CA: I like the idea that the artist’s intention could shine through all the other readings a work might withstand. For Dickinson a word, the basic element of her medium, when concentrated on has such power that it can shine, and for you the basic elements of a painting—the support, the surface, the color, line, the edges—have always been so carefully considered and so evident that your decisions and intentions are essential to the making and viewing of your work. It’s elegant and basic work, but difficult, too. At this time, in the late 1980’s, what kind of support did you receive for this work?


SB: I felt the work would be better in some kind of alternate space situation. In 1989 Nancy Azara recommended me to A.I.R., the first women’s cooperative in the U.S. Over the next seven years I had four solo exhibitions there. You can imagine that the focus of those exhibitions was what I needed to hone in on the development and refinement of the work. It is so important, always, to do the work and show the work. I also formed wonderful friendships, which I still have with excellent and dedicated artists.


CA: Eventually you started showing at Margaret Thatcher Projects in New York.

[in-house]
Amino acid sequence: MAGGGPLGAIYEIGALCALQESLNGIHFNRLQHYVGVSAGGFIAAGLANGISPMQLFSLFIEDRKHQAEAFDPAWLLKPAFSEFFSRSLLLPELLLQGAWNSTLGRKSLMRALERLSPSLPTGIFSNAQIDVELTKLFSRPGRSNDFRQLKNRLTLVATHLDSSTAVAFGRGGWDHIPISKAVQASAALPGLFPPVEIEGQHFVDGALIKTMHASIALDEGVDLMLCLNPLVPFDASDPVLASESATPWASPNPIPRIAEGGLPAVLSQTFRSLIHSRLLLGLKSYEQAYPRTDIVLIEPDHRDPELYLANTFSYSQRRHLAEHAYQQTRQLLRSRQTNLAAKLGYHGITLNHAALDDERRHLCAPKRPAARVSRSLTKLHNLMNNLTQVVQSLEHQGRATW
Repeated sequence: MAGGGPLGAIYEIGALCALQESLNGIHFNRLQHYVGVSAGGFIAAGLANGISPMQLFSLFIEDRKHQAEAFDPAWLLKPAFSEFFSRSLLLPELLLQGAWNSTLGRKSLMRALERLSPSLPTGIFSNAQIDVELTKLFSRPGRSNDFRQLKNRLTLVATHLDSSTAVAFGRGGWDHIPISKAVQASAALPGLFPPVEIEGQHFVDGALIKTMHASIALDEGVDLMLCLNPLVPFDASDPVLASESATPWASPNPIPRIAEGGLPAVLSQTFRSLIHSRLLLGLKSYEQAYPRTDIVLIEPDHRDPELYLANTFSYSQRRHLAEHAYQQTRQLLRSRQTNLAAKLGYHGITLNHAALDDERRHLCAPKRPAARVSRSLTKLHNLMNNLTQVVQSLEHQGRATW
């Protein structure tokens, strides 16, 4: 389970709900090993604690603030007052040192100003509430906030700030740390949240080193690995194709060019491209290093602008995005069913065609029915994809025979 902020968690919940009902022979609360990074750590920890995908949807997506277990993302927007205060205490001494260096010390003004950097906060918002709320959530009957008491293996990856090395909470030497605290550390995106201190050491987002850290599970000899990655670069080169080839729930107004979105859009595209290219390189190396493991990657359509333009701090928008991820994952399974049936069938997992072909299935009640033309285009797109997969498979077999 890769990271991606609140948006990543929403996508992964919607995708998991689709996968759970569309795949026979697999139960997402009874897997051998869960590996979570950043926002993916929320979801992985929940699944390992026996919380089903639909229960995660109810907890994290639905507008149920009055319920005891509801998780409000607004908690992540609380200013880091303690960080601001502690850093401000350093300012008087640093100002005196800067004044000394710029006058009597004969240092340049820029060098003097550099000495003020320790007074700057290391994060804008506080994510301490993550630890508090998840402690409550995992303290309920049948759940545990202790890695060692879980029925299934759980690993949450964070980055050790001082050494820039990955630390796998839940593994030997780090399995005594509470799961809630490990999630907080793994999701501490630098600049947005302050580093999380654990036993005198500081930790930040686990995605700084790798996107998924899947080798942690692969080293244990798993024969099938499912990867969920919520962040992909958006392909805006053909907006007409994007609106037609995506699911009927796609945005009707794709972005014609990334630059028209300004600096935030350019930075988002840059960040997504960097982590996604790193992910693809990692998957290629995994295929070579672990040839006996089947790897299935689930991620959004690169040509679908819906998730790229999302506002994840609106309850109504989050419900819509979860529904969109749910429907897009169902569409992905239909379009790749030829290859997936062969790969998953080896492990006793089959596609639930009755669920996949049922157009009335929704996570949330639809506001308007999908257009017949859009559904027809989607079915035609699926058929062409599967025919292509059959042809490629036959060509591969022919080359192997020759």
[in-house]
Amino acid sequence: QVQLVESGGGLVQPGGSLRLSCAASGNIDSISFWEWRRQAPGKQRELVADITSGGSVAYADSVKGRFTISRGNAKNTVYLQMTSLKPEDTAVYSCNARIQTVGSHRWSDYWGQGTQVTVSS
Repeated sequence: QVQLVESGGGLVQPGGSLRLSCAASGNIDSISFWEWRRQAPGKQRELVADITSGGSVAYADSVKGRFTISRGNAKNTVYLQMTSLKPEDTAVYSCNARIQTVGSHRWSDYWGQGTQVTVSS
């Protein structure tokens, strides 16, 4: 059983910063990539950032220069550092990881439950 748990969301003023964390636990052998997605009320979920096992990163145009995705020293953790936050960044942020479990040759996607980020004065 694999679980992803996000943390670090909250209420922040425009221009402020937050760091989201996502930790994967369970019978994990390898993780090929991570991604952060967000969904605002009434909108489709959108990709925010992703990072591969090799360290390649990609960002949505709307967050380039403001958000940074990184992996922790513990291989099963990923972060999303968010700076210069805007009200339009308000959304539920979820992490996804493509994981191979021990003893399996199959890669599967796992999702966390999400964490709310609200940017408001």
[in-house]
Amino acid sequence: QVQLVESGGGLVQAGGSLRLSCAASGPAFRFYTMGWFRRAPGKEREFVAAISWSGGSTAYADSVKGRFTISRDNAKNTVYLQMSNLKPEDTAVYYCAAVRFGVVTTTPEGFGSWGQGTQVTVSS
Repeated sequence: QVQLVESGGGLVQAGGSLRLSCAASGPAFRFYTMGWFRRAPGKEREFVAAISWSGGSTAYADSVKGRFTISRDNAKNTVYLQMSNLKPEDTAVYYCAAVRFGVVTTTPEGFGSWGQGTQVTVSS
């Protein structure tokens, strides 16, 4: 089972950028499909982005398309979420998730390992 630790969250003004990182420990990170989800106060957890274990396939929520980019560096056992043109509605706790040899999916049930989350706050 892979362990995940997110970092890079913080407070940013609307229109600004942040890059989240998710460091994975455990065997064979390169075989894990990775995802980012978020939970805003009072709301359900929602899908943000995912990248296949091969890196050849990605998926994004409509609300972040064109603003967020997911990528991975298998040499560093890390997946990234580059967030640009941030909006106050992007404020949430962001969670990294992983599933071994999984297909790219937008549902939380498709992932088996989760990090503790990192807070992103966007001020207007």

SB: Yes, Li-Trincere, who is also a Minus Space artist, introduced us. For a while Margaret was representing my work as a private dealer until she opened her gallery, and I’ve been exhibiting with her since then.


CA: When we spoke on the phone recently you talked about how you wanted to make paintings in which the materials – brushstrokes, paint, supports – retained their essential qualities in such a way that they weren’t subservient to some other characteristic of painting, for example, illusion or excessive expression. You referred to how you wanted to make paintings that are essential statements about painting. Am I getting that right?


SB: Yes.


CA: Your description of past work and how your earlier work developed seemed to me to emphasize drawing or making a mark. There was a kind of paring down, or paring back, so that the finished piece seems holistic, like a single image or mark. I think I see aspects of your past drawing in recent work in several ways. You are using somewhat more eccentric formats, such as narrow rectangles or thin supports that hover from the wall. There is an emphasis on edge, such as how lines or bands are drawn or placed at the outer edges of paper or panel. You are coloring edges of the support which, when viewed head-on, make a very fine band of color around the front plane. And in the framed glass works the pane of glass, whether perceived as covering a colored surface or actually being colored glass, appear as a very fine, hard, flat seamless plane. If this is so, can you elaborate on drawing in your work, and this idea of work as a kind of coherent mark, or the accumulation of marks into a single image?